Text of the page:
Grand Canyon hike - 4th trip to Phantom Ranch

March 08, 2020

by Steve

You'd think we would have just about had our fill of hiking down into the Grand Canyon by now. But we saw an opportunity to book at Phantom Ranch and decided to do another winter hike to the bottom. 

Here's Jane at the rim. We arrived right after they had a snowfall of around 2 feet in early December 2019.

It's fairly difficult to get in at Phantom Ranch, the dorms and cabins at the bottom of the Grand Canyon inside the national park. You can book 13 months in advance, and there's so much demand that there is a lottery for available spots. Some people try for years to get in without success. But as we wintered in Tucson again this year, we are nearby enough to take advantage of any cancellations that might show up. So in October when we saw an opening at Phantom Ranch for early December, we decided to do the hike again. We have done this hike in January, June, and October in earlier years. We thought that December might be cool and crisp at the rim and sunny and warm at the river. We hadn't counted on an early-season snowstorm.

The snowstorm that hit in early December dropped around 2 feet of snow at the rim. This was an unusually large amount for this early in the winter. Typically in the winter, any snow and ice on the trail tends to be gone once you've descended a mile or mile and a half into the canyon. This time we had snow for around 4 miles of the trail. In the picture above, you can see snow all the way down to Indian Garden on the Bright Angel Trail. The snow in Indian Garden was so heavy and wet that it caused lots of the cottonwood trees there to lose branches, prompting an evacuation of the campground.

Jane confidently navigates a snowy section of the South Kaibab trail.

Here we are descending the South Kaibab trail. As you can see, there's lots of snow and ice on the trail, and if you know this trail you know there there are areas with a fair bit of exposure (drop-offs). Fortunately we had purchased good quality snow grippers for our boots, which made us feel confident hiking on the snow and ice. [Jane's note: "Confident" does not necessarily mean fast. Our hike out of the canyon took longer than any we've done before.]

This is a view from the Tonto Trail junction, about 4 miles from the rim and only 2 miles or so from the river. The snow extended down this far, almost to the Tip-Off. 

Here's the last bit of ice on the trail. After this bit of white-knuckle trail there's sun on the trail and the snow was mostly melted off.  After 4 1/2 miles of hiking in snow, we were happy to finally remove our crampons.

Here we are arriving at Phantom Ranch. The trees still had their fall colors and had not all dropped their leaves.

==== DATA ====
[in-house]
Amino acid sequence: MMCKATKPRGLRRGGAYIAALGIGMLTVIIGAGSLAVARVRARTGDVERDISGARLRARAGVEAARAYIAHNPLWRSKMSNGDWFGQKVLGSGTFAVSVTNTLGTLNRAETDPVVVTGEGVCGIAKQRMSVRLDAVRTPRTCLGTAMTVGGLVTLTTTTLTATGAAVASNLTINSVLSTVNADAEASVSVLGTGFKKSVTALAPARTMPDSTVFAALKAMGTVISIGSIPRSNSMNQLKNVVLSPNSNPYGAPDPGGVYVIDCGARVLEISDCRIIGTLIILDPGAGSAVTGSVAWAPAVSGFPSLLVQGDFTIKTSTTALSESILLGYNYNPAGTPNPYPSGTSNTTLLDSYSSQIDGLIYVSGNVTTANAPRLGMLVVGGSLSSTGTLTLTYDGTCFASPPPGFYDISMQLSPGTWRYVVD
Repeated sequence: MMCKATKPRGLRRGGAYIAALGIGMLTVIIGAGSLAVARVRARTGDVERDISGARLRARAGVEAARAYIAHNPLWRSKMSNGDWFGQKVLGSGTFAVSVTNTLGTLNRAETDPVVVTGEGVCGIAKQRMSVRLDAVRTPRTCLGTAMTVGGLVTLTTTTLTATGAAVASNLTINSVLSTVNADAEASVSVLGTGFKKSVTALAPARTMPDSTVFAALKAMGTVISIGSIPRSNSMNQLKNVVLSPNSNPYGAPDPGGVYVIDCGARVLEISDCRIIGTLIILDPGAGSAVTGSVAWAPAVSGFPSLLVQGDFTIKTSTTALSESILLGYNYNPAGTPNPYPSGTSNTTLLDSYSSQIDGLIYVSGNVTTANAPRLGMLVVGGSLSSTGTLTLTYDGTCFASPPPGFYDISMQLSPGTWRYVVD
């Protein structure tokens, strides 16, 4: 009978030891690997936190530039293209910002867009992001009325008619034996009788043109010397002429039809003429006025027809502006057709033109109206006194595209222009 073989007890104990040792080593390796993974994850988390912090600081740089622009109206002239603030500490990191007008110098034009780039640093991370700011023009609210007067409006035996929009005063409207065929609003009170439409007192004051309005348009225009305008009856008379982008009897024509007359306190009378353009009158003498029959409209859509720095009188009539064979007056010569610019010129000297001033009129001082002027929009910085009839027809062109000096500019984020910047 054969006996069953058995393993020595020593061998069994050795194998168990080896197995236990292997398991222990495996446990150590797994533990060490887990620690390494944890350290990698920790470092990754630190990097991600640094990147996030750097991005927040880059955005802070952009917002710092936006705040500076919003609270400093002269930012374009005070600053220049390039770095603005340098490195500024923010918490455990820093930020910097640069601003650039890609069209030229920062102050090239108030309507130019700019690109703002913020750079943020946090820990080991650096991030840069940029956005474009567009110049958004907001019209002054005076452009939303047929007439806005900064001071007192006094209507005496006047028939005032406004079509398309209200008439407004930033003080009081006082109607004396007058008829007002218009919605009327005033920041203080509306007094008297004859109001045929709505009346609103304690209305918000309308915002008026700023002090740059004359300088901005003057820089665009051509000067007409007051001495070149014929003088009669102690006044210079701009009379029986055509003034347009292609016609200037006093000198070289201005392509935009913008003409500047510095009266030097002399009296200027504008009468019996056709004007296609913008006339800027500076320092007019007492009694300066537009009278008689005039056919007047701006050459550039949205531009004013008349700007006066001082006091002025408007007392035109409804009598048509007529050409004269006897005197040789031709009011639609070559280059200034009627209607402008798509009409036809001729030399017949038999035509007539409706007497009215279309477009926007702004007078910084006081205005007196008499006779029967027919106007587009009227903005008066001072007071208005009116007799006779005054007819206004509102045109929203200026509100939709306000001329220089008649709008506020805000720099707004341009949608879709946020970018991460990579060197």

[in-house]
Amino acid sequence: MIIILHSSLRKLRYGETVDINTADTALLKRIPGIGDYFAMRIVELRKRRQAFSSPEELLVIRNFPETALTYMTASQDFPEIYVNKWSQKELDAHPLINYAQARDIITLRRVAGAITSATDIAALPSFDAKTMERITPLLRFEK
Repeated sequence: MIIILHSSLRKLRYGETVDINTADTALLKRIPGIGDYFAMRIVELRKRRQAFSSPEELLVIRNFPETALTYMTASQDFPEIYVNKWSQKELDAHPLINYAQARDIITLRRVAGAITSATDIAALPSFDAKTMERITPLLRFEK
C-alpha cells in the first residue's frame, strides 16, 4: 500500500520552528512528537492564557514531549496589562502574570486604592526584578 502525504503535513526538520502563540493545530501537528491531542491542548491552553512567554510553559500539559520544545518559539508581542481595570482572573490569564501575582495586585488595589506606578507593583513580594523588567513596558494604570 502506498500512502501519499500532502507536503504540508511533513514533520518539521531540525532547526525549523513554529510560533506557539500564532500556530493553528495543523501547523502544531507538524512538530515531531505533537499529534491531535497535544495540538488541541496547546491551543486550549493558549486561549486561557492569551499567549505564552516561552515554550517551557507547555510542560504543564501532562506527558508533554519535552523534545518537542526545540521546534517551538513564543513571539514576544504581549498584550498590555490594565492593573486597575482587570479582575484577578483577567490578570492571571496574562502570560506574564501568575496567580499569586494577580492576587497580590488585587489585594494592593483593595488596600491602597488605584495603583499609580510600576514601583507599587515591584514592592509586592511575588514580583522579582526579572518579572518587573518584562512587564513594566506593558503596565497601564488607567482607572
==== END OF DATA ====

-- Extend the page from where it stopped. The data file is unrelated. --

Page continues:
Of course we rewarded ourselves with the steak dinner at the canteen.

The next day we hiked out using the Bright Angel trail. Here we are coming into Indian Garden and are greeted by a rather large buck. Fortunately he was willing to share the trail with us.

Here's someone up in the trees at Indian Garden cutting off branches that have broken and are poised to fall onto the campground below. The cottonwood trees that are growing there are actually not native and can break easily. So the park service replaces them when they die with a native variety of tree that will still provide shade.

We had hoped that after a couple days of sunshine that the Bright Angel Trail would be a bit more free of snow and ice. But no. We hit the snow about 1 mile below 3 mile resthouse (4 miles from the rim) and were wearing crampons the whole way after that. In the picture above you see the view from mile and a half resthouse. While it was hard work hiking the last 4 miles in snow, it did keep the trail pretty free of other hikers. 

I think we've decided that if we were to hike the Grand Canyon down to Phantom Ranch again, we would be doing it in the spring time (March or early April) and staying in a cabin rather than the dorms. And we'd do it with a couple of friends to make for a social hike.  Let us know if you're interested.

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2 comments

  1. Beautiful! Were there a lot of "no shows" at the camp due to the weather? Do the staff live there and how are supplies brought in? Would love to join you sometime!

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  2. That's a tough hike in good conditions. I'm sure the snow made it more challenging. Love photographing the Grand Canyon with snow.

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